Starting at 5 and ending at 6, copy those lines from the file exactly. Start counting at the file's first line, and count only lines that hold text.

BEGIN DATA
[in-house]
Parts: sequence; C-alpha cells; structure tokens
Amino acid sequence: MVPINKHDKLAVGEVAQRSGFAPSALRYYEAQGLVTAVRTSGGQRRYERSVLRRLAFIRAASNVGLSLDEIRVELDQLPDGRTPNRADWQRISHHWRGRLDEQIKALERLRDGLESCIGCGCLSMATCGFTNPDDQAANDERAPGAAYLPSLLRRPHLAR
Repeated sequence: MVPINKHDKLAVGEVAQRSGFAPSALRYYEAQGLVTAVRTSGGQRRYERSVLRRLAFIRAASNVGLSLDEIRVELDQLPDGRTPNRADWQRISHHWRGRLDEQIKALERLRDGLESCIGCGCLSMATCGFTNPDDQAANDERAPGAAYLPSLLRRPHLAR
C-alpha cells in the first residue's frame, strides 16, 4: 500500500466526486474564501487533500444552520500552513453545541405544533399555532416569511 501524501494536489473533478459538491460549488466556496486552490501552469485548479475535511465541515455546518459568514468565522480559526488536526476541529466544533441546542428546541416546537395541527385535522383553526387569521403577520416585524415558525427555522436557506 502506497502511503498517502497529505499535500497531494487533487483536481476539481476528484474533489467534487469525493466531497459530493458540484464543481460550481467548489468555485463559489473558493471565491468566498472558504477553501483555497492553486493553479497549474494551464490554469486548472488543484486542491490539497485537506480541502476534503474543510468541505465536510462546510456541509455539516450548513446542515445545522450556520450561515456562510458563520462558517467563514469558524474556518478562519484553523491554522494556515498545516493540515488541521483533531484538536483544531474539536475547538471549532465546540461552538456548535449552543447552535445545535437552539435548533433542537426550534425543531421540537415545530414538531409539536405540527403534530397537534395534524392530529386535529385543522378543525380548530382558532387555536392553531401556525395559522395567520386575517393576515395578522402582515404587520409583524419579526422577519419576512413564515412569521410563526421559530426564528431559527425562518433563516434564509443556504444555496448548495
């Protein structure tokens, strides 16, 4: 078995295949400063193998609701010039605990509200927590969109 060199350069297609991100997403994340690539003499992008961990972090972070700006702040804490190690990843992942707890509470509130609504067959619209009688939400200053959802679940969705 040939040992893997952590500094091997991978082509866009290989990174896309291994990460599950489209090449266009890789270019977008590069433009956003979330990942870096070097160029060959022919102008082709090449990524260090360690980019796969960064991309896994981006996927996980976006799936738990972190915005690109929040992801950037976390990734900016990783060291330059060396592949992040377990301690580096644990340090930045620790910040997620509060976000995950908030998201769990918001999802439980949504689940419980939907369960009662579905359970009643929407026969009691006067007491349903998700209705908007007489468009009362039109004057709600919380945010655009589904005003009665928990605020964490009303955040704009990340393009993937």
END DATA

C-alpha cells in the first residue's frame, strides 16, 4: 500500500466526486474564501487533500444552520500552513453545541405544533399555532416569511 501524501494536489473533478459538491460549488466556496486552490501552469485548479475535511465541515455546518459568514468565522480559526488536526476541529466544533441546542428546541416546537395541527385535522383553526387569521403577520416585524415558525427555522436557506 502506497502511503498517502497529505499535500497531494487533487483536481476539481476528484474533489467534487469525493466531497459530493458540484464543481460550481467548489468555485463559489473558493471565491468566498472558504477553501483555497492553486493553479497549474494551464490554469486548472488543484486542491490539497485537506480541502476534503474543510468541505465536510462546510456541509455539516450548513446542515445545522450556520450561515456562510458563520462558517467563514469558524474556518478562519484553523491554522494556515498545516493540515488541521483533531484538536483544531474539536475547538471549532465546540461552538456548535449552543447552535445545535437552539435548533433542537426550534425543531421540537415545530414538531409539536405540527403534530397537534395534524392530529386535529385543522378543525380548530382558532387555536392553531401556525395559522395567520386575517393576515395578522402582515404587520409583524419579526422577519419576512413564515412569521410563526421559530426564528431559527425562518433563516434564509443556504444555496448548495
């Protein structure tokens, strides 16, 4: 078995295949400063193998609701010039605990509200927590969109 060199350069297609991100997403994340690539003499992008961990972090972070700006702040804490190690990843992942707890509470509130609504067959619209009688939400200053959802679940969705 040939040992893997952590500094091997991978082509866009290989990174896309291994990460599950489209090449266009890789270019977008590069433009956003979330990942870096070097160029060959022919102008082709090449990524260090360690980019796969960064991309896994981006996927996980976006799936738990972190915005690109929040992801950037976390990734900016990783060291330059060396592949992040377990301690580096644990340090930045620790910040997620509060976000995950908030998201769990918001999802439980949504689940419980939907369960009662579905359970009643929407026969009691006067007491349903998700209705908007007489468009009362039109004057709600919380945010655009589904005003009665928990605020964490009303955040704009990340393009993937």